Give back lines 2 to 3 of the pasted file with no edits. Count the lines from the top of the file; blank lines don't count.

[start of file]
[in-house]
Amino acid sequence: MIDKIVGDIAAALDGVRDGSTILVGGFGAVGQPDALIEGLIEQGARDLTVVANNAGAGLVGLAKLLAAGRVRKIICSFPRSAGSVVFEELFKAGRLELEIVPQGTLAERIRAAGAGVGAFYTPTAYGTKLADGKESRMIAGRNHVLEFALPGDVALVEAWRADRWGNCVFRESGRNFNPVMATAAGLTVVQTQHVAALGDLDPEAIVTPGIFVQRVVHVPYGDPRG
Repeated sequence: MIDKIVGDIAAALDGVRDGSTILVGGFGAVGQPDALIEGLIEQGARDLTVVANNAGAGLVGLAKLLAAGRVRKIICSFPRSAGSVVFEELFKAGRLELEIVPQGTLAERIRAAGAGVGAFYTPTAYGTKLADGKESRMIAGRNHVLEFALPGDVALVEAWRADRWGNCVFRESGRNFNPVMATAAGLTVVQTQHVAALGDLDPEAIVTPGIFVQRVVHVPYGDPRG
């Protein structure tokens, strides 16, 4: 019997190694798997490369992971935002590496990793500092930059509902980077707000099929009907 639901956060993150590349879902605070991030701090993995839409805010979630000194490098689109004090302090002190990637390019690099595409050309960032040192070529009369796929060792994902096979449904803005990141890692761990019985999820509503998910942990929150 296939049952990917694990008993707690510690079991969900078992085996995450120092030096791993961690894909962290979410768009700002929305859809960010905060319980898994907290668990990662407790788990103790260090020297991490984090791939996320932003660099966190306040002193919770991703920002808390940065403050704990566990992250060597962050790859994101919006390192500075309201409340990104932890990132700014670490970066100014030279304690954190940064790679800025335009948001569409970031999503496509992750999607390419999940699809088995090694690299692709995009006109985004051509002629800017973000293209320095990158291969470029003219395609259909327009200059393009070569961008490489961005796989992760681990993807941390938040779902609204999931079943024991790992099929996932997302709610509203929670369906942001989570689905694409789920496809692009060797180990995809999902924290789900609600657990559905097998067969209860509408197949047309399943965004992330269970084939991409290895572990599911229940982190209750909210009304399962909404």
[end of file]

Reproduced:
Amino acid sequence: MIDKIVGDIAAALDGVRDGSTILVGGFGAVGQPDALIEGLIEQGARDLTVVANNAGAGLVGLAKLLAAGRVRKIICSFPRSAGSVVFEELFKAGRLELEIVPQGTLAERIRAAGAGVGAFYTPTAYGTKLADGKESRMIAGRNHVLEFALPGDVALVEAWRADRWGNCVFRESGRNFNPVMATAAGLTVVQTQHVAALGDLDPEAIVTPGIFVQRVVHVPYGDPRG
Repeated sequence: MIDKIVGDIAAALDGVRDGSTILVGGFGAVGQPDALIEGLIEQGARDLTVVANNAGAGLVGLAKLLAAGRVRKIICSFPRSAGSVVFEELFKAGRLELEIVPQGTLAERIRAAGAGVGAFYTPTAYGTKLADGKESRMIAGRNHVLEFALPGDVALVEAWRADRWGNCVFRESGRNFNPVMATAAGLTVVQTQHVAALGDLDPEAIVTPGIFVQRVVHVPYGDPRG